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MAHLBERG, GERMANY - MAY 19: Honey bees sit on a honeycomb on May 19, 2008 in Mahlberg near Freiburg, Germany. According to the German bee keepers association in the last few days honey bees died massively due to the use of pesticides. Seed corn that was sowed in the last weeks is mostly treated with clothianidin, a chemical used to protect roots from pest. (Photo by Ralph Orlowski/Getty Images)

Coronavirus has devastated 2020. And to add insult to injury, “murder hornets” are now another thing we have to worry about.

According to the New York Post, “Deadly hornets from Asia that measure up to 2 inches long have been found for the first time in the US — and researchers are worried they’re colonizing.” They also add that the hornets can wipe out bee colonies within hours, and they have stingers powerful enough to puncture beekeeping suits.

The outlet explains that the hornets are easy to spot. They have “teardrop eyes like Spider-Man, orange and black stripes that extend down its body like a tiger, and broad, wispy wings like a small dragonfly.” In Japan, roughly 50 human deaths a year are attributed to the hornets. And now, they have been spotted in Washington.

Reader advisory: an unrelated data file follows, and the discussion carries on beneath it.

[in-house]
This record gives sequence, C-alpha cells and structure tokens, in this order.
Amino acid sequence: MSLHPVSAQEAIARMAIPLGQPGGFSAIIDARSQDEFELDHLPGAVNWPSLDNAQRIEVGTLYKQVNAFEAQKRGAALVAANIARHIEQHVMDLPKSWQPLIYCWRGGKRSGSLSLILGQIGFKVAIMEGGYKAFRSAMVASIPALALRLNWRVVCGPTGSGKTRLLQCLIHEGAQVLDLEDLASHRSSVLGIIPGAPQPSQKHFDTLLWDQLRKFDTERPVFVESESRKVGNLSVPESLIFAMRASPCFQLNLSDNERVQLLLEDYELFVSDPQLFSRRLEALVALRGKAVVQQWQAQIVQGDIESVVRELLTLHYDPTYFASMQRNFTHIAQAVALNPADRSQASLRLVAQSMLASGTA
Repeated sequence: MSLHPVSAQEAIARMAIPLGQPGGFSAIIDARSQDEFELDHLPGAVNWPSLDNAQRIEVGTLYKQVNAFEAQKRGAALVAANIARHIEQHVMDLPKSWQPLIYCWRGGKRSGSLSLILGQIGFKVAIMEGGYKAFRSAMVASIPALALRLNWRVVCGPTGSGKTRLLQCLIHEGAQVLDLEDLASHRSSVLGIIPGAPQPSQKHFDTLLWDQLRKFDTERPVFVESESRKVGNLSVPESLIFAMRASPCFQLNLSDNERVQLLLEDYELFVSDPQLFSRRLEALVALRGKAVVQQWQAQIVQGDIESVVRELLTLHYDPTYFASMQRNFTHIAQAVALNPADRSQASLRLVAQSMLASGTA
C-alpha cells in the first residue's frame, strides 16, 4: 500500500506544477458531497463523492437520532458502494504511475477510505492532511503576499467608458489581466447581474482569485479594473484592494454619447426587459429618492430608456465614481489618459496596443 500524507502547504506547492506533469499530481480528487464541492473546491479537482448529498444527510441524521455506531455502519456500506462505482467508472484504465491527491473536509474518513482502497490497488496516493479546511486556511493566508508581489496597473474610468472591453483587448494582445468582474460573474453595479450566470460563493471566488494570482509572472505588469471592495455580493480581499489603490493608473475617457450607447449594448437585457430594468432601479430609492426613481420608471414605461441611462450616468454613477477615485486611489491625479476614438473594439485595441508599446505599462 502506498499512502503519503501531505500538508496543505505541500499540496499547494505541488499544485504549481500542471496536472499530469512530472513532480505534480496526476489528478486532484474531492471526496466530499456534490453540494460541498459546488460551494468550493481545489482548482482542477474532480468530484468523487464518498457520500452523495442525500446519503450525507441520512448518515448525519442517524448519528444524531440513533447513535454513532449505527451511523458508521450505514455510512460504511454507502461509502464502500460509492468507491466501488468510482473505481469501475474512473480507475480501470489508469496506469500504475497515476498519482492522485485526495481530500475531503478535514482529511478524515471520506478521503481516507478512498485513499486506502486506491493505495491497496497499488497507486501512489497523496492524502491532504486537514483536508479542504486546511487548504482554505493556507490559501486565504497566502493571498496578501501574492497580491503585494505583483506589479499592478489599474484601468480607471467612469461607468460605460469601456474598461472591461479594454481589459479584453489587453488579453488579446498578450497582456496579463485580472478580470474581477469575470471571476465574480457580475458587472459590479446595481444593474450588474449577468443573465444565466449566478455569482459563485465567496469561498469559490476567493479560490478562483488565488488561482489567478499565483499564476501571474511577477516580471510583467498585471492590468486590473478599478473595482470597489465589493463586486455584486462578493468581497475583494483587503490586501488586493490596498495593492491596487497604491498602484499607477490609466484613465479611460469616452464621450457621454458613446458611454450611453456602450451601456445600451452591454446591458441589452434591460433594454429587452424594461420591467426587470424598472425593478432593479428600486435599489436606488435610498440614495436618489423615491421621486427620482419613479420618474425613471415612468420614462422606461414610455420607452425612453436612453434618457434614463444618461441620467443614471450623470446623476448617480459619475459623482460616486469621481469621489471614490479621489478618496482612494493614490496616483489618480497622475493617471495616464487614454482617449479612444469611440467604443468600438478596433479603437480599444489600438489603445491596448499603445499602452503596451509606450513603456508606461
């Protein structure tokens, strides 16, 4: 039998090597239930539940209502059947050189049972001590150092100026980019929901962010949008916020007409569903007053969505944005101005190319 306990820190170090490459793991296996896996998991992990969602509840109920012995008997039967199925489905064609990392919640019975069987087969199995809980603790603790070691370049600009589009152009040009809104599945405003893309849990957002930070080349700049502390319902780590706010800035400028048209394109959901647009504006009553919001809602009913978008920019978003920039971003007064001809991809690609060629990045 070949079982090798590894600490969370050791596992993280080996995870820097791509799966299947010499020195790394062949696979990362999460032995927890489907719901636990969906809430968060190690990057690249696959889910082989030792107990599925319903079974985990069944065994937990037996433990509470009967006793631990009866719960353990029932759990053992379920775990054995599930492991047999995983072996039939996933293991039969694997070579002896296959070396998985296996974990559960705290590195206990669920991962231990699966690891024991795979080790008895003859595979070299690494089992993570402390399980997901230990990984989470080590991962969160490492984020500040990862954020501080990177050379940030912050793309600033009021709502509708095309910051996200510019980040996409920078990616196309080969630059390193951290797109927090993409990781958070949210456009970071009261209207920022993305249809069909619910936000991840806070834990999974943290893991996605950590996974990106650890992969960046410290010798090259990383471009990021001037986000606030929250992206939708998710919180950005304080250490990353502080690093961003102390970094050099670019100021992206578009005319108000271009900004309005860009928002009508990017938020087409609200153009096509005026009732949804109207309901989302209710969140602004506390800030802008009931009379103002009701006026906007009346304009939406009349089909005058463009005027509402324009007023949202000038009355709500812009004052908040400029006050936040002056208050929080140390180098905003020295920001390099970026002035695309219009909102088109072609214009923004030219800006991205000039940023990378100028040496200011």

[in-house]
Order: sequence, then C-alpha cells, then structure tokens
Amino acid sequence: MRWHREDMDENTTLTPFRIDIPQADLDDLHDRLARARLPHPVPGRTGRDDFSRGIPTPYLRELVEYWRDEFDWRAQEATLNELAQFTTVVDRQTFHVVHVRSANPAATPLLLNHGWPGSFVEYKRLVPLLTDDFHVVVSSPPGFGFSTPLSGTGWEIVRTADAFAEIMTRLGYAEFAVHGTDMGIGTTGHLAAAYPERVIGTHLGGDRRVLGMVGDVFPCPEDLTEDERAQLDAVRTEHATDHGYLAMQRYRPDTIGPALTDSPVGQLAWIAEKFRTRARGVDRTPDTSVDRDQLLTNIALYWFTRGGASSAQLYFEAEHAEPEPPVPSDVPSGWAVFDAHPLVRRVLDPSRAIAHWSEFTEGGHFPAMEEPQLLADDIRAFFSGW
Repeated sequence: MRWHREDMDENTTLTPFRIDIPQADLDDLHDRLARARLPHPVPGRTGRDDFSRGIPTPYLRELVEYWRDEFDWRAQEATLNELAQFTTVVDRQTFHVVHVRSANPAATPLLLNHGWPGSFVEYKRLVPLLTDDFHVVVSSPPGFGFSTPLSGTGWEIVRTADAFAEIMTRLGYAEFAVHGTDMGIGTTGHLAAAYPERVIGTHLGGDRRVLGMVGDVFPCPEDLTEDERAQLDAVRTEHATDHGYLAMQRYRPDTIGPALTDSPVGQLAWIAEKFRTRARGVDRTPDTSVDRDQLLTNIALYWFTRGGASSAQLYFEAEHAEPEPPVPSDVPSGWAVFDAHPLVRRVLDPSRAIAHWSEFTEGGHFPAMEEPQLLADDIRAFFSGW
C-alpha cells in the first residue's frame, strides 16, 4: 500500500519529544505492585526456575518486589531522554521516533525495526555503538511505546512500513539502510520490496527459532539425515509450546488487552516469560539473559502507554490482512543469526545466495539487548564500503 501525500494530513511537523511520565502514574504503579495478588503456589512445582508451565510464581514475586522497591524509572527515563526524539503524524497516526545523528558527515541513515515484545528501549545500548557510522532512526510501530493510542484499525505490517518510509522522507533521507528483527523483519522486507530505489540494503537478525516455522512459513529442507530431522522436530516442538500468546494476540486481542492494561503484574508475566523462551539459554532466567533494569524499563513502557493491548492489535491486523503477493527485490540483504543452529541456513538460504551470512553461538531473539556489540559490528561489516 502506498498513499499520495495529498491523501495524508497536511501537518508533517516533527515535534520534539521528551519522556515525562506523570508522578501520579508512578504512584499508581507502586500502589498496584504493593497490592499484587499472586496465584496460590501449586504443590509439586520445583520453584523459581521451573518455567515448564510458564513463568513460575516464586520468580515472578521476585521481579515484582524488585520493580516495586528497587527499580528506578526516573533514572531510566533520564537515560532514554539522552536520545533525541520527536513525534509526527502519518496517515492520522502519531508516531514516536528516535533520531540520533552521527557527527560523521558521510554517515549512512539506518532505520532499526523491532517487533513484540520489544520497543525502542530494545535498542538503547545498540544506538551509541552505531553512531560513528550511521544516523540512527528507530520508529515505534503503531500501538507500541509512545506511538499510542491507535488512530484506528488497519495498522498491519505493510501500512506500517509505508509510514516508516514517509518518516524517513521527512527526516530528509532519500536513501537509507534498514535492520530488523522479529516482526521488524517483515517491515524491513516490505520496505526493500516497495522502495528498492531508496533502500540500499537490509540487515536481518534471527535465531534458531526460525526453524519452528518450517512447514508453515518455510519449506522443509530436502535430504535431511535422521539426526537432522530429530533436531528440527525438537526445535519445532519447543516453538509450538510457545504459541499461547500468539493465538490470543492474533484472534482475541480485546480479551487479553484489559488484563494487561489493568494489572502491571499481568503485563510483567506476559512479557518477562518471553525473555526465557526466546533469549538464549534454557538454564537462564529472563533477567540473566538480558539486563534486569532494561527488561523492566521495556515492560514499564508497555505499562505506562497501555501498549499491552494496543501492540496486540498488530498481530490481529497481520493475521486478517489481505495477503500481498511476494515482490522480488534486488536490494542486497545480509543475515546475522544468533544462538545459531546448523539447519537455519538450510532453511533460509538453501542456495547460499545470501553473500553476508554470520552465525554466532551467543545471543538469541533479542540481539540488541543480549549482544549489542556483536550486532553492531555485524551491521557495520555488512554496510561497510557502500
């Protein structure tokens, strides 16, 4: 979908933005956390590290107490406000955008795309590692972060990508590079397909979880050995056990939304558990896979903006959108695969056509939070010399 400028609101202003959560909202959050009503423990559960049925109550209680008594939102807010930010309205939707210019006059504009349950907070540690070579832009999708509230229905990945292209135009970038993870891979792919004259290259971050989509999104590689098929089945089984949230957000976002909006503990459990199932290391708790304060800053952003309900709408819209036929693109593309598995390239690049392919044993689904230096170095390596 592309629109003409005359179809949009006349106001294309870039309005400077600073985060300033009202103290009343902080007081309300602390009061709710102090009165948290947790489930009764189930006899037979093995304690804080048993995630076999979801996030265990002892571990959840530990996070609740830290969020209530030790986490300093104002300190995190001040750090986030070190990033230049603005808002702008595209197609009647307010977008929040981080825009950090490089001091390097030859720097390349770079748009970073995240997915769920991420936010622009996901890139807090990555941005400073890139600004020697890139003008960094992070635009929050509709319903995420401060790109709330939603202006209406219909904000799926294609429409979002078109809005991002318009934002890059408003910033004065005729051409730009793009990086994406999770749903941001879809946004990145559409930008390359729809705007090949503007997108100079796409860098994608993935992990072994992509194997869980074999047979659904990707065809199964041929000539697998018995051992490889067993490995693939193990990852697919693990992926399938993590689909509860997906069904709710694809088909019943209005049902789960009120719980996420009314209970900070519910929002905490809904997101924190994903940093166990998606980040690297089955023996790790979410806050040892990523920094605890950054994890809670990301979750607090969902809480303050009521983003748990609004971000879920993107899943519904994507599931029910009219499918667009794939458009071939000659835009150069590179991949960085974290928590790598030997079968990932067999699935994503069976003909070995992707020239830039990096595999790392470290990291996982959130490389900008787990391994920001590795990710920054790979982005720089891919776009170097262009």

But do we need to worry about them? In a nutshell, Forbes says no. “The murder hornet is much, much, much less of an immediate threat to human life.” They explain in detail that,  “Instead, human deaths could occur via a sting that carries a venom, called mandarotoxin, which is a neurotoxin. It usually takes multiple stings to deliver a lethal dose for humans.”  The New York Times reports that Jun-ichi Takahashi, a researcher at Kyoto Sangyo University in Japan, said the species had earned the “murder hornet” nickname because its aggressive group attacks can expose victims to doses of toxic venom equivalent to that of a venomous snake; a series of stings can be fatal. They also report that  Conrad Bérubé, a beekeeper and entomologist in the town of Nanaimo, Canada was stung by multiple hornets, and said, “It was like having red-hot thumbtacks being driven into my flesh.”  The next day, he said that his legs were aching as if he had the flu.

“Of the thousands of times he has been stung in his lifetime of work, he said the Asian giant hornet stings were the most painful,” the Times wrote.

The hornets represent a much bigger threat to the bee population. And while you might not think you’ll miss bees, this could have a massive effect on our food supply.

For your viewing pleasure, here’s a video of murder hornets killing innocent honey bees: